A) Extracellular core levels of stable cell lines expressing JFH1-Luc/Neo (wt), its quadruple core mutant (R50A/K51A/R59A/R62A), JFH1-Luc/Neo-Core-Flag and its given core mutants were quantified by ELISA. Cells were seeded in 6-well plates in triplicates at the concentration of 105 cells per well and grown for 72 h in 3 ml of complete DMEM. Levels of extracellular core were expressed as log10 of pg/ml of cell culture medium. Mean values of triplicates and standard errors are presented. B) Intracellular core levels were quantified by ELISA using cells plated in the experiment described above (A). Cells were lysed with 0.3 ml of Cell Culture Lysis Reagent. Intracellular core levels were expressed as log10 of pg/ml of cell lysate. Mean values of triplicates and standard errors are presented. C) A long-term stability analysis of core in stable cell lines expressing JFH1-Luc/Neo-Core-Flag, its quadruple core mutant (Flag-R50A/K51A/R59A/R62A) as well as JFH1-Luc/Neo (wt). Cells were kept under neomycin selection for a month and passaged every 3 days. Cell lysates from the first passage (3 d, three days), the sixth passage (18 d, eighteen days) and the tenth passage (30 d, thirty days) were analyzed by Western blotting with anti-Core and anti-Flag antibodies.
Mutants with core substitutions R50A, K51A, R59A, and R62A do not produce infectious particles
A previous study showed that the formation of viral particles occurs within the cell and that production of intracellular infectious viral particles precedes secretion of infectious viruses. Secreted particles differ in buoyant density from intracellular particles, suggesting that they go through a maturation process that alters particle density . We thus sought to investigate the effect of core mutations within JFH1-Luc/Neo or JFH1-Luc/Neo-Core-Flag on the production of infectious intracellular particles. We measured both extra- and intracellular virus titers over a 72 h time-course by a focus-forming assay for all stable cell lines expressing JFH1-Luc/Neo and JFH1-Luc/Neo-Core-Flag as well as their given core mutants (Figures 6A and B). No infectious extracellular particles were detected for all of the mutants. This was expected since they failed to be released (Figure 5A). Interestingly, the intracellular particles of core mutants were not infectious in contrast to wild-type intracellular particles (Figures 6A and B). We then confirmed that the antibody used for the focus-forming assay – the anti-Core monoclonal antibody C7-50 - recognizes all mutant core proteins (Figure 6C). Taken together, our data indicated that mutating R50, K51, R59, and R62 in core abolished the infectivity and/or assembly of intracellular particles.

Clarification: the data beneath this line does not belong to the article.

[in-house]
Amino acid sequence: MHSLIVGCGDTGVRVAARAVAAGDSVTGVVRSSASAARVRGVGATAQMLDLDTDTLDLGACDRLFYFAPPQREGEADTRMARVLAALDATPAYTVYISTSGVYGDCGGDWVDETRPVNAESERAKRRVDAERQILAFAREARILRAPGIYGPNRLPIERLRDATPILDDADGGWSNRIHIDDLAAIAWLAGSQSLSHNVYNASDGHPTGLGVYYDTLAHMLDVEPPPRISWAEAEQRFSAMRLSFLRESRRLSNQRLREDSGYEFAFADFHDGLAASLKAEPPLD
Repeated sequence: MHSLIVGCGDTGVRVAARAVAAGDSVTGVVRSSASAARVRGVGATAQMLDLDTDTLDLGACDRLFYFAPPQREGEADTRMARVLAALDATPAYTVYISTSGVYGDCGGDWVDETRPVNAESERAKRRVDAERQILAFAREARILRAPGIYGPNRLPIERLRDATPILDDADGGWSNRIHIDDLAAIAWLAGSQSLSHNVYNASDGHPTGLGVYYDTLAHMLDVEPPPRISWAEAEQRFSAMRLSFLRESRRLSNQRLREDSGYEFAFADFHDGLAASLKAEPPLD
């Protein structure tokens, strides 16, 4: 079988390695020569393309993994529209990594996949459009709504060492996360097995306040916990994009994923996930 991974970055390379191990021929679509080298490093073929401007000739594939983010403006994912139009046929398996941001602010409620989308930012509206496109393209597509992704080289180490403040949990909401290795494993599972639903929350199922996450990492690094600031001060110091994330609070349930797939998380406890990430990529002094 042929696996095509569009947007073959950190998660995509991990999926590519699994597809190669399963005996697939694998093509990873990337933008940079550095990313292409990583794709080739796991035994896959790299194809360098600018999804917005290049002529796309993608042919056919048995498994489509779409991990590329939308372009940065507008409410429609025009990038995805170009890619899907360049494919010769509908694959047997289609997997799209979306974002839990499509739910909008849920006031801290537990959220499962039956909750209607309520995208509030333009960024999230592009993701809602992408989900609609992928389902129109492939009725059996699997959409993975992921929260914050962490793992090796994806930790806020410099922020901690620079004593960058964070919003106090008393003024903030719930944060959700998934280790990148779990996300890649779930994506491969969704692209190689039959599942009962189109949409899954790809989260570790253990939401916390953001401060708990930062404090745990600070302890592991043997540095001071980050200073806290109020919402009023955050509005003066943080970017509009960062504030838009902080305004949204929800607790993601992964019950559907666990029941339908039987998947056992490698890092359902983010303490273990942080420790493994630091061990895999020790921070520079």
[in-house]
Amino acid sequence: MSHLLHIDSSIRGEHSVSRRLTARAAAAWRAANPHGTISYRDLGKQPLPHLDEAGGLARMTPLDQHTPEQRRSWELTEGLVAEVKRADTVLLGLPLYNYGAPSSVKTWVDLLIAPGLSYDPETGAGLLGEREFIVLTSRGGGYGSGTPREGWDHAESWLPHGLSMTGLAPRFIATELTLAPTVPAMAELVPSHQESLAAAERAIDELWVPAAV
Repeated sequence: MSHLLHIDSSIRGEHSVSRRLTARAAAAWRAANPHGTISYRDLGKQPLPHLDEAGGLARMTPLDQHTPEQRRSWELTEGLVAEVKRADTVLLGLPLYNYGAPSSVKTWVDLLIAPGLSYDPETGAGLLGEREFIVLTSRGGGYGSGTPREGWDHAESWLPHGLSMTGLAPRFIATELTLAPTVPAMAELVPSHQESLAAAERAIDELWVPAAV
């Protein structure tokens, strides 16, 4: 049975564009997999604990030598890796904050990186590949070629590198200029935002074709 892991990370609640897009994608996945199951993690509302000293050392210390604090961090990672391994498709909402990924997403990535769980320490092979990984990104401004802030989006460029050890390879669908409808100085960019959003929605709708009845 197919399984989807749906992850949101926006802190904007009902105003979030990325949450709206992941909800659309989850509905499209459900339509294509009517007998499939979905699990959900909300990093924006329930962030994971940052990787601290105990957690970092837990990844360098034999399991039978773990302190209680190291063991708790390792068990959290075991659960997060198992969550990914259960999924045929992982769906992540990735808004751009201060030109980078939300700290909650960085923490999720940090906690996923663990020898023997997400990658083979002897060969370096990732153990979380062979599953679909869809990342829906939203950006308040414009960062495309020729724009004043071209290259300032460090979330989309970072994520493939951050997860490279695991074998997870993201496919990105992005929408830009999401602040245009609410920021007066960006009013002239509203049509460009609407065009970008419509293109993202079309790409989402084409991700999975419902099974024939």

A) Extra- and intracellular infectivity of stable cell lines expressing JFH1-Luc/Neo-wt, its quadruple core mutant (R50A/K51A/R59A/R62A), JFH1-Luc/Neo-Core-Flag and its given mutants was determined by a focus-forming assay. Levels of extra- and intracellular infectivity were expressed as log10 of focus-forming units (ffu) per ml of supernatant or cell lysate, respectively. Mean values of triplicates and standard errors are presented. B) Representative light microscopic pictures of infectious foci in naïve Huh7.5.1 cells exposed to extra- and intracellular HCVcc particles from the experiment described above (A). Cells were counter stained with hematoxylin to visualize the nuclei. The magnification is 20x. C) Stable cell lines expressing JFH1-Luc/Neo-wt, its quadruple core mutant (R50A/K51A/R59A/R62A), JFH1-Luc/Neo-Core-Flag and its quadruple core mutant (Flag-R50A/K51A/R59A/R62A) were seeded in 96-well plate and the standard immunostaining procedure for a focus-forming assay was performed directly on them. Cells were counter stained with hematoxylin to visualize the nuclei. The magnification is 20×.